Prada Becomes First Luxury Brand to Receive a Sustainability-linked Loan
The Prada fashion group has become the first luxury brand to sign a sustainability-linked loan. This type of loan (amounting to $55 million for Prada) links annual interest rates to practices that help the environment. For instance, as Vogue Business explained, Prada’s rates will be trimmed if a certain number of stores are assigned a LEED Gold or Platinum certification; if employees meet a set number of training or hours; and if it meets targets for using Re-Nylon, a sustainable nylon substitute, for the production of goods.
Sustainability Loans, Summed Up: Sustainability or environmental, social and governance (ESG)-linked loans monitor a company’s performance along several ESG indicators as investors are increasingly calling for greater transparency. As Reuters explained,
- Independent sustainability rating firms have been scoring companies’ ESG performance for more than two decades, but third-party ratings are gaining importance as sustainability-linked loans gather momentum.
- Sustainability-linked loans totaled US$71.3bn at the end of the third quarter of 2019, and have more than doubled from US$32bn of deals raised in the same period in 2018.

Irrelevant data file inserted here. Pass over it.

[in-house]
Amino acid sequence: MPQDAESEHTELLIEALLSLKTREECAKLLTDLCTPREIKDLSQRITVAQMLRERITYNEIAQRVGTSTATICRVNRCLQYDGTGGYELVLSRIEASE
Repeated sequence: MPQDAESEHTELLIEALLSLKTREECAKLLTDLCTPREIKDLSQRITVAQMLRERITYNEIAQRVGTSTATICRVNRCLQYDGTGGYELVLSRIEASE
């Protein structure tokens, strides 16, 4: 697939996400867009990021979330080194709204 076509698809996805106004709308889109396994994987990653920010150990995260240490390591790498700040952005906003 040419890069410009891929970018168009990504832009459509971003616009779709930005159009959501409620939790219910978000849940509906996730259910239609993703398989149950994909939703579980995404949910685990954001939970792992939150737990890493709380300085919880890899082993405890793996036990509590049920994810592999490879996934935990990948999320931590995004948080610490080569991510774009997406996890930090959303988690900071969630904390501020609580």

Fashion’s Dirty Secret: The fashion industry faces numerous challenges in the effort to be more eco-friendly. Additionally, in an effort to maintain exclusivity, many fashion brands have taken to burning leftover merchandise worth millions in an effort to maintain scarcity. Prada isn’t a company that does this, but its high fashion peers like Louis Vuitton and Cartier have been heavily criticized for this practice. It shows that fashion needs to rethink many of its core tenets inorder to align them with true stewardship of our planet.
Why This Matters: While smaller companies have taken out these types of loans, this is the first time that a major fashion group has done so. The UN launched a formal alliance earlier this year to address sustainable fashion, and sustainability-linked loans are just one mechanism that can help apparel manufacturers and retailers walk the walk on sustainability. After all, textile production produces 1.2 billion tons of CO2 equivalent per year, that’s more emissions than international flights and maritime shipping. This doesn’t even account for the natural resource and animal and human welfare issues that the sector faces.
Italy FTW: At the same time that Milan-based Prada announced its sustainability-linked loan, the Italian government will require children in every grade to study sustainability and climate change.